A seemingly simple problem with which a 12-year-old boy was brought to the Institute of Child Health here on Wednesday posed a challenge to paediatricians and anaesthetists.
The boy, Mohammed Mustafa, had swallowed a bone along with a piece of mutton on Wednesday evening around 3 p.m. and began choking. A resident of Vanagaram, Madhuravoyal, he was brought to the ICH around 7 p.m. after being referred by a private ENT hospital.
At the ICH, doctors were confronted with the morbidly obese boy, who weighed 103 kg. “We generally anaesthetise the patient and remove the foreign object but in this case it was difficult to find a vein to start intravenous fluids.
Obese patients do not breathe well and when they are laid flat on the table could suffer from breathlessness and result in death,” explained K. Balachandran, who led the team of doctors that treated Mustafa.
Anaesthetist K. Srinivasan said: “The next challenge was using instruments to remove the bone lodged in the food pipe. The child was fully fed and obese. Transporting him to the theatre and stabilising him was a problem. He was dozing off even as he was on his feet.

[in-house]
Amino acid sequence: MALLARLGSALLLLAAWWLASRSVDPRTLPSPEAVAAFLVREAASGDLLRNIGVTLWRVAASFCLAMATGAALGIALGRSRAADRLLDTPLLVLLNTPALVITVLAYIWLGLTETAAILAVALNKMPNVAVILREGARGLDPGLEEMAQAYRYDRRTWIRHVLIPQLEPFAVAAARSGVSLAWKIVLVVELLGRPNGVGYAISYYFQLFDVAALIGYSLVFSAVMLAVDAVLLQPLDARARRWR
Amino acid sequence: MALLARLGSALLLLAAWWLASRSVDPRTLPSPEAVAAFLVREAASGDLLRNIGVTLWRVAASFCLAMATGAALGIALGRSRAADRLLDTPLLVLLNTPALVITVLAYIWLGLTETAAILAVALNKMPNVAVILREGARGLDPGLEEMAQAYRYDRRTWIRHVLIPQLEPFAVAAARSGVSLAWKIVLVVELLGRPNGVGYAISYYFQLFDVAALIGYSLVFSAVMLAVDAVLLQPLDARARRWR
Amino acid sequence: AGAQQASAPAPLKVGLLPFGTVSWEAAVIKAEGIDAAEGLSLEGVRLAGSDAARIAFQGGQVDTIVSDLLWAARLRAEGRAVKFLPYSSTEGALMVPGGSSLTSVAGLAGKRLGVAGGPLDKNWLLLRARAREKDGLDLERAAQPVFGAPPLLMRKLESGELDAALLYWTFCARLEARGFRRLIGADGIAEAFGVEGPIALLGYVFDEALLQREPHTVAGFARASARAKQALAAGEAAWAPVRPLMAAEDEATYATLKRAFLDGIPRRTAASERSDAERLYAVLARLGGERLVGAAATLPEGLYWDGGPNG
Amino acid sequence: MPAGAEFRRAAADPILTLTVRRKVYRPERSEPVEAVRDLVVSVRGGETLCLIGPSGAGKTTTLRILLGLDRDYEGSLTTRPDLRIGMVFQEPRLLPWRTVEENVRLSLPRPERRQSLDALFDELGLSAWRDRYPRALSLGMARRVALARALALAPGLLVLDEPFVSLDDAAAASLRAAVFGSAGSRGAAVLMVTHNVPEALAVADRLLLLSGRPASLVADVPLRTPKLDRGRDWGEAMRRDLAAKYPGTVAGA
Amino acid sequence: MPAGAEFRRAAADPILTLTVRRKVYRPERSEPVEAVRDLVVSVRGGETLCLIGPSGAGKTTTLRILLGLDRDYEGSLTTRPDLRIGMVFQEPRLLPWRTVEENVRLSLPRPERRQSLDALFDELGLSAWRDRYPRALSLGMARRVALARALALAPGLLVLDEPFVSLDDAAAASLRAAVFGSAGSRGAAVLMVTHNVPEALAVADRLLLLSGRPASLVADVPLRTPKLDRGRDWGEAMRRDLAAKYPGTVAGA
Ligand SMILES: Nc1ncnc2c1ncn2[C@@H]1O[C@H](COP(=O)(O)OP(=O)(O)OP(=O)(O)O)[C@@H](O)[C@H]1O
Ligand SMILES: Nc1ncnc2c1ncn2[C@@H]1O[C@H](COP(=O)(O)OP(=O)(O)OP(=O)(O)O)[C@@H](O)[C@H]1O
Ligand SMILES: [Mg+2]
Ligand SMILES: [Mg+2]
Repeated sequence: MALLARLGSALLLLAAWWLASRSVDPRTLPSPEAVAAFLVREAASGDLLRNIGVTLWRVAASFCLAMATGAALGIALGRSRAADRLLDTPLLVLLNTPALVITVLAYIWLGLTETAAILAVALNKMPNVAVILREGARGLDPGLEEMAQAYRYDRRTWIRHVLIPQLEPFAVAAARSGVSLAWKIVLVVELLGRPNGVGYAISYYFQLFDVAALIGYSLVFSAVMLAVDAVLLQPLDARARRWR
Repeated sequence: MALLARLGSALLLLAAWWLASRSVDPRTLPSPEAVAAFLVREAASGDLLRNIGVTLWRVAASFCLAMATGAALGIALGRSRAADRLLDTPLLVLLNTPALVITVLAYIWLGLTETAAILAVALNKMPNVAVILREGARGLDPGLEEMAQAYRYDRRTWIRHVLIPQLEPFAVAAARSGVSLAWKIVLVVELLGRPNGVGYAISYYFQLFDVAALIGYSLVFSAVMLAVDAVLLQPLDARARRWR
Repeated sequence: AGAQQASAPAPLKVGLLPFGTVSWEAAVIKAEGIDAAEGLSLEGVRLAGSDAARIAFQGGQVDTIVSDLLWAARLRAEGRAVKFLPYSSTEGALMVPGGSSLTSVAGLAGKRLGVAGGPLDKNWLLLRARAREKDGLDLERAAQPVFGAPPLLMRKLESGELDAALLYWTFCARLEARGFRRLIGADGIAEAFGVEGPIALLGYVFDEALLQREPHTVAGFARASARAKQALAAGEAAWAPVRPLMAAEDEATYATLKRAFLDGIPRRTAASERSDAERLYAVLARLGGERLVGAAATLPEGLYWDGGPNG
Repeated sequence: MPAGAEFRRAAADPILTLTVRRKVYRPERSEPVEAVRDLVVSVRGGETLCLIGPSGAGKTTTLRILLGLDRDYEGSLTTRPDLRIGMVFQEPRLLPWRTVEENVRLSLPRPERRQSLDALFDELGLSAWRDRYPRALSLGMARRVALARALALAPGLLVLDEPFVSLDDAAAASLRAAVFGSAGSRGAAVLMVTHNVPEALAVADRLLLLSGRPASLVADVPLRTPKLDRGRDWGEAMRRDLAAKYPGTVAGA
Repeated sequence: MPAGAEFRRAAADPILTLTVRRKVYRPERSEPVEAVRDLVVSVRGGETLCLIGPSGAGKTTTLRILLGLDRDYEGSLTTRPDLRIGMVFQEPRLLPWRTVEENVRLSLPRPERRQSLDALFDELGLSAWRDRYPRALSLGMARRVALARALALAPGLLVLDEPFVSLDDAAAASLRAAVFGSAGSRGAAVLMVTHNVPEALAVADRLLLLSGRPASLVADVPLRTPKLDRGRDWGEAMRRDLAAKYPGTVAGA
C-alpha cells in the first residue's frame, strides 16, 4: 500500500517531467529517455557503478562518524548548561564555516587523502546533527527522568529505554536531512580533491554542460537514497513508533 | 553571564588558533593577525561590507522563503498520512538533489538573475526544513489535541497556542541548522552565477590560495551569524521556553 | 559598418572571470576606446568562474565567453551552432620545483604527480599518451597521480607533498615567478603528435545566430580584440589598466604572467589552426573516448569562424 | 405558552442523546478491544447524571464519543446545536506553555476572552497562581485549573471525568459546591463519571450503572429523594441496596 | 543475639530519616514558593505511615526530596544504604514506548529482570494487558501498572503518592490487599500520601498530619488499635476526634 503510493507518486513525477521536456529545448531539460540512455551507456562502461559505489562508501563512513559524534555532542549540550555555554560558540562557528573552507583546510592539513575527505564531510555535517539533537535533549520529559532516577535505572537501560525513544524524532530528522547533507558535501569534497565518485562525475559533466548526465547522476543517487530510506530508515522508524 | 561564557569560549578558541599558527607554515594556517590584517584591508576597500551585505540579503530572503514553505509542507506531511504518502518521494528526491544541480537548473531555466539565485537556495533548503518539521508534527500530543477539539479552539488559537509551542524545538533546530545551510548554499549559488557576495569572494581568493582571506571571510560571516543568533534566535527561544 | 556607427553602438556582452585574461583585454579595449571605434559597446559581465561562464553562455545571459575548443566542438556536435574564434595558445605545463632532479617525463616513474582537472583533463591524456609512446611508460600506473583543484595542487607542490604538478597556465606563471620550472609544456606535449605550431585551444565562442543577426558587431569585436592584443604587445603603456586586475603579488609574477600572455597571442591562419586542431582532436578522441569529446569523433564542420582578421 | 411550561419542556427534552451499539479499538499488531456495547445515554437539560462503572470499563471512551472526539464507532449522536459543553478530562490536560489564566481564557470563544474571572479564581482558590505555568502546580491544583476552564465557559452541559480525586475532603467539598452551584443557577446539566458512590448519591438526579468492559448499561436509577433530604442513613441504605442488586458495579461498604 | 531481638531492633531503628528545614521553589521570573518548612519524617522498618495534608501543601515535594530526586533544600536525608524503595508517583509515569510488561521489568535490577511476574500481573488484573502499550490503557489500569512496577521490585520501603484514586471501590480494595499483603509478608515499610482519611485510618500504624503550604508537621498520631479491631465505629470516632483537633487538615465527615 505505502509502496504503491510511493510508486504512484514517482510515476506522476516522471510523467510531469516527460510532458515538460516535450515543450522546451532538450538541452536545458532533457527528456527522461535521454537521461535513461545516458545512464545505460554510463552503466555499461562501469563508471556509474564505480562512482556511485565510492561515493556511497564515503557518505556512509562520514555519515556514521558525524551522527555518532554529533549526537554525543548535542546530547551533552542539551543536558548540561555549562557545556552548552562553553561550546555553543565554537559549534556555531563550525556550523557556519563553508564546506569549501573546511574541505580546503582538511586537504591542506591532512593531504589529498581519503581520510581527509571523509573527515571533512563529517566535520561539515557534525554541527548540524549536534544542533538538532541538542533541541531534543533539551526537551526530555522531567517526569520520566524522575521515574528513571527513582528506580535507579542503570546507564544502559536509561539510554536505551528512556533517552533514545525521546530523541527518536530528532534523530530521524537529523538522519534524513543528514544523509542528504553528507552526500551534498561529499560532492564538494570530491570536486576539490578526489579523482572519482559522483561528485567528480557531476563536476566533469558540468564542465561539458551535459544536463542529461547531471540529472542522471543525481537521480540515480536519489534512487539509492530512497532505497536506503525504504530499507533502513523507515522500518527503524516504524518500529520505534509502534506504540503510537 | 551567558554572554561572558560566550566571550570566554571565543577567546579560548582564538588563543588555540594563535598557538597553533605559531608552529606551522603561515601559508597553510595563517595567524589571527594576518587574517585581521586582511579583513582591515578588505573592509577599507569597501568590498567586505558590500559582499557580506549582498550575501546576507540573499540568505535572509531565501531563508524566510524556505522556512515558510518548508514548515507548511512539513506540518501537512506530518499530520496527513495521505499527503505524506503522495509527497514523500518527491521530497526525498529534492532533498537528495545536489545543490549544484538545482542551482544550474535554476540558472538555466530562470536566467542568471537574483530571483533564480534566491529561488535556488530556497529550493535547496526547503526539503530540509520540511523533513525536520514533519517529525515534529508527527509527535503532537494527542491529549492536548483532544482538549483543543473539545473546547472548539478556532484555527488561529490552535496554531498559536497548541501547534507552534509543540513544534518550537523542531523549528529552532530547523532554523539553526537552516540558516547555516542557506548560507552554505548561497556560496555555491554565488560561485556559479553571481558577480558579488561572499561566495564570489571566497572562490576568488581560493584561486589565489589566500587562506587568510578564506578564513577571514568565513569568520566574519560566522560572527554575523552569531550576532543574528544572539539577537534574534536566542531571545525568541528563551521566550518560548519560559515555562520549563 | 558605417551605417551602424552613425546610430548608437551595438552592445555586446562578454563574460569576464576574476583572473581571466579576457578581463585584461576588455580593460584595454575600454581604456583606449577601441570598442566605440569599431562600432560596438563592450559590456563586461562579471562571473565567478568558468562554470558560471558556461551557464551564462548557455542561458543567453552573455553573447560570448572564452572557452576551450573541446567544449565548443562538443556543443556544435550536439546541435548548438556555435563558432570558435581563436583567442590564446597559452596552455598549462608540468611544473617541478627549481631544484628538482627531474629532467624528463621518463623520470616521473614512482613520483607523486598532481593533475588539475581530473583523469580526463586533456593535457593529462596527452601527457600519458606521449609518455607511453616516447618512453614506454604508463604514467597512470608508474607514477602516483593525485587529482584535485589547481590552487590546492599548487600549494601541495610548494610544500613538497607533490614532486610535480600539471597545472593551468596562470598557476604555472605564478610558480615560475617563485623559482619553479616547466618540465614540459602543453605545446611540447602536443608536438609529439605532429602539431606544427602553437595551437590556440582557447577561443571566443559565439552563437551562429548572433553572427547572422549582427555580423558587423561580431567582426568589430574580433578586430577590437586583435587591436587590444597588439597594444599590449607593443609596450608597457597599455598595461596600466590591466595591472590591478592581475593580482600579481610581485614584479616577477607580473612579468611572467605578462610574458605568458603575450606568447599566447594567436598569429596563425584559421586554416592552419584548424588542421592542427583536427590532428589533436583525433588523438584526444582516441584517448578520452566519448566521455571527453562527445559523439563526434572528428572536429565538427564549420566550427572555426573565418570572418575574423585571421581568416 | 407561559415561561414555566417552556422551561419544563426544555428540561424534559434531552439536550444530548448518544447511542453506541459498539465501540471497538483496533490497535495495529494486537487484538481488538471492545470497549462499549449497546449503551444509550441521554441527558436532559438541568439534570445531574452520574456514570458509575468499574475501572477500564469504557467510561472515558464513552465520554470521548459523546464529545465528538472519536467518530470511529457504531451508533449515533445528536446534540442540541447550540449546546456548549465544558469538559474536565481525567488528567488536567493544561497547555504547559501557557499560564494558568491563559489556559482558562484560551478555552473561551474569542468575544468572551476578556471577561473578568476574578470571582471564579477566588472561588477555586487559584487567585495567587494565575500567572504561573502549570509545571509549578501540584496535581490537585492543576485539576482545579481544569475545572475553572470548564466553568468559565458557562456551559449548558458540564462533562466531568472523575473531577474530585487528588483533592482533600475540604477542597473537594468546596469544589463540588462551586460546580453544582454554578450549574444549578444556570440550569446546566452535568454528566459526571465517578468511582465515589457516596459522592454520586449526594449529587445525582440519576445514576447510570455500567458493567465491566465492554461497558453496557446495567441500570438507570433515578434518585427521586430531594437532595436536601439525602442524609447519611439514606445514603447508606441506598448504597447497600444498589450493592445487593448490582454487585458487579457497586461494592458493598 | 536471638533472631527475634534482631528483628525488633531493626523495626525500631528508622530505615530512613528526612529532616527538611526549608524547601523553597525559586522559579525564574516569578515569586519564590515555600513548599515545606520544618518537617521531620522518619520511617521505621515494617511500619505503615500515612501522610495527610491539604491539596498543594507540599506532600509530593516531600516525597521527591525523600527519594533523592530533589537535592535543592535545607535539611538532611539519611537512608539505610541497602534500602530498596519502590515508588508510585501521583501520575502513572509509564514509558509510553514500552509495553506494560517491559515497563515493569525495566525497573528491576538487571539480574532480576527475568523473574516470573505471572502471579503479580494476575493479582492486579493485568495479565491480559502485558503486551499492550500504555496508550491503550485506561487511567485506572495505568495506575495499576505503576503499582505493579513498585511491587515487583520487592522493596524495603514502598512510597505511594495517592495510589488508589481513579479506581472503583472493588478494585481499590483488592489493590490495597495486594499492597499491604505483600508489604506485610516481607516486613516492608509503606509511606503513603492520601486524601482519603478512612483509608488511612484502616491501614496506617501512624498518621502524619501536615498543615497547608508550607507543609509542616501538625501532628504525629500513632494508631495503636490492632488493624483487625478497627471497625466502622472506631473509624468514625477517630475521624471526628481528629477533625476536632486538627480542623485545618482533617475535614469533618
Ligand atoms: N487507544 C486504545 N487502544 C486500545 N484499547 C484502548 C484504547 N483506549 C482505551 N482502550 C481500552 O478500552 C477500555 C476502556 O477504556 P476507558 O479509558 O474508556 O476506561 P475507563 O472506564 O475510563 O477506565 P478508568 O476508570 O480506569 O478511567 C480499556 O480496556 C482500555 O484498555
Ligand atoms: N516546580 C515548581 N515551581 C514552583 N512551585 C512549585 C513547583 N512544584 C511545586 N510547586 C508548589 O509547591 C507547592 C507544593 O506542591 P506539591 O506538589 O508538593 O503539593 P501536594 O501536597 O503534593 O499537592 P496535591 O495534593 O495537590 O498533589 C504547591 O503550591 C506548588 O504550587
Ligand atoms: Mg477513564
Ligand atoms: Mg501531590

We had to keep him awake throughout the procedure given his condition.”
Around 9.30 p.m, the bone was removed and the boy began breathing normally. His mother Zeenat Basera said he had recently been diagnosed as having Prader-Willi syndrome. It is a genetic disorder that has not affected any of her other five children. Now that Mohammed Mustafa had been diagnosed, he will be put on therapy to address his voracious craving for food, she added.
“He recently had malaria and doctors told me then that he could not be given anaesthesia. I brought him here as doctors in a private hospital told me that it would cost Rs.30,000 to remove the bone and gave no assurance that he will become alright,” she said.
According to ICH Director P. Ramachandran, Prader-Willi syndrome is found in one in 25,000 children in which some genes are not expressed properly. “While in developed countries support groups have been formed, in this hospital this is the first time we have come across such a case,” he said.
Geneticist Kalpana Gowrishankar of Kanchi Kamakoti CHILDS Trust, who sent Mohammed's sample for testing to New Delhi, said such children are stubborn, steal and hoard food and need therapy to correct behavioural problems.
At KKCTH, four children are being treated after they tested positive for the syndrome, she added.